Universities are not just seats of learning, they should also be a places where students work with the commercial world in industry-standard surroundings, says Alex Solk
The role of the university was once focused on the creation and dissemination of knowledge as well as the generation of ideas. While these two aspects enabled students to enter the professional world with the relevant expertise and ideas, graduates lacked the necessary vocational skills.
This is now no longer sufficient, with successive governments focusing on generating vocational skills to ensure job creation and to produce the skills the economy needs. Another key focus area for the economy is using the research capabilities of universities to support British industry to excel and improve competitiveness. Both of these are starting to affect the life and development of university campuses and the sector needs to consider alternative design approaches to meet this need.
“Some of the informality and energy of academic life is infiltrating how we consider commercial workplaces”
Younger universities – often originally from a more vocational background – have been quick to respond to this need. They have welcomed employers into their campuses to co-design syllabuses and establish teaching and apprenticeships to develop skilled relevant workforces. From a design perspective universities are also recognising that their facilities need to match the standards found in industry to best prepare their students for employment.
Increasingly, we are seeing a blurring of the boundaries between educational environments and commercial workplace. Student study spaces will include more formal “professional” meeting spaces and refined reception areas while some of the informality and energy of academic life is infiltrating how we consider commercial workplaces. Bridging this transition between education and work was a key part of our brief for the University of Birmingham Automotive Engineering project: our design – with the space it creates and the equipment it offers – needed to prepare students for life at businesses with renowned quality-driven cultures like McLaren.
At this year’s AUDE conference we asked estates directors whether industry collaboration zones must feature in all schools and facilities. The overwhelming response was: Yes! We must arm our students for future careers all the way through their education. We did not expect the results to be so pronounced as we anticipated the more research-based universities would state that a dislocation with the commercial world was necessary for research.
When asked whether a fundamental characteristic of research was the exclusion of commercial activity, the results were even more decisive. Not one interviewee considered the exclusion of business to be necessary for research, highlighting a willingness to engage with the world around it. These results describe an eagerness to create campuses without hard edges, with facilities that are outward facing and place stock in being connected. But how is this going to change the way designers think?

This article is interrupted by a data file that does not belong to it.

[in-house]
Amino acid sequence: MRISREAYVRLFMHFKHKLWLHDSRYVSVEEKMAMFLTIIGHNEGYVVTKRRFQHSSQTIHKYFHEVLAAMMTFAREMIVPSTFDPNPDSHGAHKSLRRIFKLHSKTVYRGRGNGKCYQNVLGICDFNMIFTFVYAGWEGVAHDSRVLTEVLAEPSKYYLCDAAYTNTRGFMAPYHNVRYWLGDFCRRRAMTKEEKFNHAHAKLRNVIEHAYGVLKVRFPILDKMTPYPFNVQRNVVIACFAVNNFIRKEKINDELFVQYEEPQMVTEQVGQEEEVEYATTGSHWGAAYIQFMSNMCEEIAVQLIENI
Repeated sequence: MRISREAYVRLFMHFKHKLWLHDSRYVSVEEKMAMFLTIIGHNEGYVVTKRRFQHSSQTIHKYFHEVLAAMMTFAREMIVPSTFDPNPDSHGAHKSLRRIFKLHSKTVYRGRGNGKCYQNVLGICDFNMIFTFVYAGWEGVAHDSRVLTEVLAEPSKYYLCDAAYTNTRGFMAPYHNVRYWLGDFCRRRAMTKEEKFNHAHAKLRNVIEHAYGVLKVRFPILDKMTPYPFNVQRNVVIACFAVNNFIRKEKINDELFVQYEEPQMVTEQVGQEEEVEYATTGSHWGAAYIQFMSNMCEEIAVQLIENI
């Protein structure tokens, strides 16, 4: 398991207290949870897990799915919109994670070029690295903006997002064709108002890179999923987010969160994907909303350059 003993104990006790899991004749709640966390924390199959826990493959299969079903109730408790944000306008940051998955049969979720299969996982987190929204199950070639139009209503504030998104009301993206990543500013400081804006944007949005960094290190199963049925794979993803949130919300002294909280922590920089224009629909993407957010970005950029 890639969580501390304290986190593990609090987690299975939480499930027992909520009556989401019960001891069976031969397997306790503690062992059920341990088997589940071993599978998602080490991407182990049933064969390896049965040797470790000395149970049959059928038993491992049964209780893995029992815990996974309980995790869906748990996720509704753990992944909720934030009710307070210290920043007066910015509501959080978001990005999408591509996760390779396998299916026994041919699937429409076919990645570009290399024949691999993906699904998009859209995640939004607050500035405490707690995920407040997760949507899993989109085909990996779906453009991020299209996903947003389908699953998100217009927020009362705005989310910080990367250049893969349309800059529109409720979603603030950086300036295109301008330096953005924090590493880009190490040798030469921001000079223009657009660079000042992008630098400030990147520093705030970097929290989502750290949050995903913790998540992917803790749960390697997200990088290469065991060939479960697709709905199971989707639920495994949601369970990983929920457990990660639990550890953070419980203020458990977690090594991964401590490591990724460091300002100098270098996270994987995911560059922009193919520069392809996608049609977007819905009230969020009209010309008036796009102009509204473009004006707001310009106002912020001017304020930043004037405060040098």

Professional, inspirational, private
When a business visits a university, they need to be welcomed into industry standard facilities to give them the confidence that the institution is operating at their level. If they take a collaborative project forward with the university, they need to feel secure that their IP is safe and not being compromised during the knowledge transfer process. While some feel large open spaces encourage collaboration and openness, this is not viable when confidential projects are discussed. There is a need for areas that are professional, inspirational and private.
But universities can also go further than creating purposeful spaces on their campus to encourage industry in. They can consider where research and teaching is undertaken and how to take their facilities to industry. The University of Salford was one of the first to do this with its Arts, Media and Social Science facility at MediaCityUK in 2010. This took a variety of departments, from media through IP law, to create – alongside BBC North and ITV– a new media hub. More recent examples include the University of Sheffield’s Advanced Manufacturing Research Centre (AMRC). The Centre of Excellence offers students the opportunity to work with the likes of Airbus, Rolls Royce and BAE Systems on innovative projects, in its factory.
So are we seeing an erosion of academic integrity? Or just a common sense approach to educating tomorrow’s workforce and improving the competitiveness of industry? Wherever you may stand on the debate, the fact is that philosophical and physical assimilation of education and commerce speaks of an increasingly robust dialogue between the two worlds, which architects and designers will have to integrate into their designs.
Alex Solk is a partner at Sheppard Robson